Pete from Tasmania describes his experience upgrading his 12v lead-acid stand-alone power with 6 x LE300 batteries. Over to you Pete!
I run a small domestic off grid system with 1.8 kW of panels running through an MPPT controller charging three 12 volt 200 amp hour batteries in parallel. These run 12 volt DC light and power circuits in the house and a 2000 watt inverter which supplies AC to the house and shed.
After about three years use one of the batteries was damaged; the system still worked but at reduced efficiency and capacity. As the whole battery bank needed replacing I was considering converting to lithium but was put off by the cost, recycling issues, use of rare metals, and some performance characteristics. I then discovered the BOS LE300.
At first glance these seemed expensive for the capacity - each about 300 watt hours for $600, and how many would I need? But because you don’t have to cover your total load (though I decided I would), you don’t necessarily need many. The load on the lead acid battery and the charge/discharge rates are effectively halved and so in theory the lead acid batteries work half as hard and last longer and you don’t need as many of them either.
I invested in six LE300s, giving me 1.8 kWh from these on top of my nominal 7.2kWh of lead acid (I think now reduced to 4 or 5 from damage). My daily usage is between 1.5 and 2 kWh per day with a maximum load of about 1.8 kW so when there’s sun the lead acid bank is hardly used; from September to April the LE300s are pretty much never fully discharged and are fully charged and the lead acid system is on float by early afternoon at worst. I’m in southern Tasmania and have shade problems on the panels in winter so have to run the generator sometimes; when I do the LE300s charge up quickly and the lead acids aren’t so deeply discharged so it takes less time, fuel and noise. Another benefit down here is the self-heating feature when the LE300s are cold.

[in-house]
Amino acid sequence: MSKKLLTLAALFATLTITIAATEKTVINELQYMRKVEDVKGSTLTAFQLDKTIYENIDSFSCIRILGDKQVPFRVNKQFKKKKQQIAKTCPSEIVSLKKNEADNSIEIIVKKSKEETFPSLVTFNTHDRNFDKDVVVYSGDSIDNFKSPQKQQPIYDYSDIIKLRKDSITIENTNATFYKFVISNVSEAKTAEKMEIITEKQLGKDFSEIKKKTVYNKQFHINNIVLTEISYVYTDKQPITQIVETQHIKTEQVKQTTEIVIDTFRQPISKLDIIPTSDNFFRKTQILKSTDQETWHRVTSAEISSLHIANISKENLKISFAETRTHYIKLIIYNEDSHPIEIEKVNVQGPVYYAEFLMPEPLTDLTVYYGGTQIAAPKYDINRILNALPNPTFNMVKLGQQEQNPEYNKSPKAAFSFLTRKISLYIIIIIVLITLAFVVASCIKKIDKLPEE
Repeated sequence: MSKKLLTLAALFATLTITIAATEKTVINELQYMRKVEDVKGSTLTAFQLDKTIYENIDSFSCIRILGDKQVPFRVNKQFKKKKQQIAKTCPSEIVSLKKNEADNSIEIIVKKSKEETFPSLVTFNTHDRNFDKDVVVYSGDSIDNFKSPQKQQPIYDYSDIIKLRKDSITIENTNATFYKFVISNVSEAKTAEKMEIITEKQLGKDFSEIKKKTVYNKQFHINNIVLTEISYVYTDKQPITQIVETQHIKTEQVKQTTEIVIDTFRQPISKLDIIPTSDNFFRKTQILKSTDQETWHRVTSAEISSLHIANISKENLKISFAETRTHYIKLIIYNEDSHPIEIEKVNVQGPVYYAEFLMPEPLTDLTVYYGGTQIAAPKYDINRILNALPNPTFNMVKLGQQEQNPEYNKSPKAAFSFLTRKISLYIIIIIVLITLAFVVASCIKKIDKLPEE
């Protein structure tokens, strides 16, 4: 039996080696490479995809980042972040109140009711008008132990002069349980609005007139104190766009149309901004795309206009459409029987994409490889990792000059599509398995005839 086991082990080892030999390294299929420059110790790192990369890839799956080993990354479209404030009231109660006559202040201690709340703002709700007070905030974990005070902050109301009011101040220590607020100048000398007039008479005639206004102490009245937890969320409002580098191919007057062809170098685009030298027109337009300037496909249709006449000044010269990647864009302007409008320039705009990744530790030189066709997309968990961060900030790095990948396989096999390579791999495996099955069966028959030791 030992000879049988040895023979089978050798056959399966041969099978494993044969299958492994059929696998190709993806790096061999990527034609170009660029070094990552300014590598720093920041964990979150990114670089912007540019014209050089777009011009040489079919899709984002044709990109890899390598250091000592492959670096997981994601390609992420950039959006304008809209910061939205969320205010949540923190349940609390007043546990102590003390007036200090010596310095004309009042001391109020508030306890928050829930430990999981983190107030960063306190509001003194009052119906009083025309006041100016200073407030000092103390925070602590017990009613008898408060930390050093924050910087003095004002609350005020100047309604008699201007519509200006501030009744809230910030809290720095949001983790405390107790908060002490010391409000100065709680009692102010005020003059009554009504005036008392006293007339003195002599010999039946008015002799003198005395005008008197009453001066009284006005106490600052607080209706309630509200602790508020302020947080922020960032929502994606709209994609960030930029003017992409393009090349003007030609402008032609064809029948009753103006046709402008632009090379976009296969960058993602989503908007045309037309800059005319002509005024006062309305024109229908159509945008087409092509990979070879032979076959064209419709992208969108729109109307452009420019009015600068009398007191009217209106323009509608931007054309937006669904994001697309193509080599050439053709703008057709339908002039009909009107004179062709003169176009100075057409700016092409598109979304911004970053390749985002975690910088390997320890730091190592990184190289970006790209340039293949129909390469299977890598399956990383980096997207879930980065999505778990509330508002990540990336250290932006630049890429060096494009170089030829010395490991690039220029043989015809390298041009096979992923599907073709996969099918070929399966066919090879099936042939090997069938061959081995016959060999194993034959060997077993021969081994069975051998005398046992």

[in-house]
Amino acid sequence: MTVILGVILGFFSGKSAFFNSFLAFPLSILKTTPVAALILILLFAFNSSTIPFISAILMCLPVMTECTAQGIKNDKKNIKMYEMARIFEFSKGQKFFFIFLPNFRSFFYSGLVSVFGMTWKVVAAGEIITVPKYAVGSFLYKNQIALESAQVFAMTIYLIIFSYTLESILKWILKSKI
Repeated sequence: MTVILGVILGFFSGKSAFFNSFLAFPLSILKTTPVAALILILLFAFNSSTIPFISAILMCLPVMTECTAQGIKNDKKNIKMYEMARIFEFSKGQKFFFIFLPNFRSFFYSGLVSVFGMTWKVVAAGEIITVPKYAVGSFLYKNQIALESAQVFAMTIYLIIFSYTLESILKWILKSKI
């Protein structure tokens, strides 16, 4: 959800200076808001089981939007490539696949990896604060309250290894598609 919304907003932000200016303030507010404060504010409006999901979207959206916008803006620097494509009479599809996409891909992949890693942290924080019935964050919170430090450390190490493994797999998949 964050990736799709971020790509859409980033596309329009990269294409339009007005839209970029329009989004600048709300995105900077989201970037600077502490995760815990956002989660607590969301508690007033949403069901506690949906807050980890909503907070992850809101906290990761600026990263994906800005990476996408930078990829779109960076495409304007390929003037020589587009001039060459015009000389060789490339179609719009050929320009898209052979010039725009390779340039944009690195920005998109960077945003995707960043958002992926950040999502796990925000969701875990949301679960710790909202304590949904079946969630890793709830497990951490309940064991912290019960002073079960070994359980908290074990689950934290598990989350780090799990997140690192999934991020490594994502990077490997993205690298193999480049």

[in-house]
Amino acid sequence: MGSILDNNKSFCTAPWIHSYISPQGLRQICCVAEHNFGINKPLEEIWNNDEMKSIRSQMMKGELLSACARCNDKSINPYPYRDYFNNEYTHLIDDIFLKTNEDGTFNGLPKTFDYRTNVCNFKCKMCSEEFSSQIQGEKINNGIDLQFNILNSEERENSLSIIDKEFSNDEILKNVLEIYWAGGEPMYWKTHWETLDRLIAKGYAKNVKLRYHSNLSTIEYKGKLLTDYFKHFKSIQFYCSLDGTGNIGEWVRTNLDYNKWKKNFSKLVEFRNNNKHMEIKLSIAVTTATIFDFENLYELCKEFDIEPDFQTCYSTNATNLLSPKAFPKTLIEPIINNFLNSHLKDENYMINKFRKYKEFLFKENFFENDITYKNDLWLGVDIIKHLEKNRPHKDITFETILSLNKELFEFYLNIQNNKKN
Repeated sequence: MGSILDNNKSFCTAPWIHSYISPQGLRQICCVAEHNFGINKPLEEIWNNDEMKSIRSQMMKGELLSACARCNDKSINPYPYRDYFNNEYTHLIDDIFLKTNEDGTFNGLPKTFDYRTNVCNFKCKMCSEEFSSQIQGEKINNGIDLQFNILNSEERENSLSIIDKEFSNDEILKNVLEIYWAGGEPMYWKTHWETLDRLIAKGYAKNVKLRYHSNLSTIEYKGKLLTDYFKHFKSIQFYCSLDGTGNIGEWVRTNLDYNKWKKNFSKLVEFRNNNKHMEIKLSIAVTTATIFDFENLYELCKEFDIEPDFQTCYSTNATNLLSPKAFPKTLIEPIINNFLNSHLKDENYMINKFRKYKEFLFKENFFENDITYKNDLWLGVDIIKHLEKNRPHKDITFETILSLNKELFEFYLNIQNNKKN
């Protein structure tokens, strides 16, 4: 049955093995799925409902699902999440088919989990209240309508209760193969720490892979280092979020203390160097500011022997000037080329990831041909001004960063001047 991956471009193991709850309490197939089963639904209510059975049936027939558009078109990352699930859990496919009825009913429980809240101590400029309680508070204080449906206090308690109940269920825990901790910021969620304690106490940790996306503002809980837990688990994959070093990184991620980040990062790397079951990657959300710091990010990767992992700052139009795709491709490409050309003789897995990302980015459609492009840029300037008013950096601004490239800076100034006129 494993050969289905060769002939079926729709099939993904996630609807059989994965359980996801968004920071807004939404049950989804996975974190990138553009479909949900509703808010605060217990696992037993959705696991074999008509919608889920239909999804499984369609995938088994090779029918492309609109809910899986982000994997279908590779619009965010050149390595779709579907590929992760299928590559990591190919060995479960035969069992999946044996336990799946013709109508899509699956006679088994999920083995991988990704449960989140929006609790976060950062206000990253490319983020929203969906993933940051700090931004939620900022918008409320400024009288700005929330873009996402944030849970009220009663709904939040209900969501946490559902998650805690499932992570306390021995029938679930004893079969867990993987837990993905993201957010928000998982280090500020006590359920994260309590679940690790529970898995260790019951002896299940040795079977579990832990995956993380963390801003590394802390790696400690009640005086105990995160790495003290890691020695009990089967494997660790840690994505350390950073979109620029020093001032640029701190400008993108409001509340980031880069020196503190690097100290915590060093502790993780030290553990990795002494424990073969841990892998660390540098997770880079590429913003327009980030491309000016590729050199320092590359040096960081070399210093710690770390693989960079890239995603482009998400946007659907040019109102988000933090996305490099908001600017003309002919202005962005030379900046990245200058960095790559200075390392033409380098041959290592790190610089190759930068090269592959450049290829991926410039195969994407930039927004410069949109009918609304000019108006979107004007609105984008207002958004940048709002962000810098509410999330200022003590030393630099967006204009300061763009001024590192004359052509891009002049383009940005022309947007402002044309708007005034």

So, they have done what they said they would. Both the lead acid and the lithium batteries are optimally used and charged, maximising the lives of both. They have allowed me to extend the life of the damaged bank and when I do have to replace it, it can be smaller and thus cheaper. By not going all-lithium I’ve slightly reduced rare metal and recycling negatives and have built-in system redundancy, and the positive features of both lithium and lead acid chemistries. These things are clever German engineering and I’m pleased with their performance.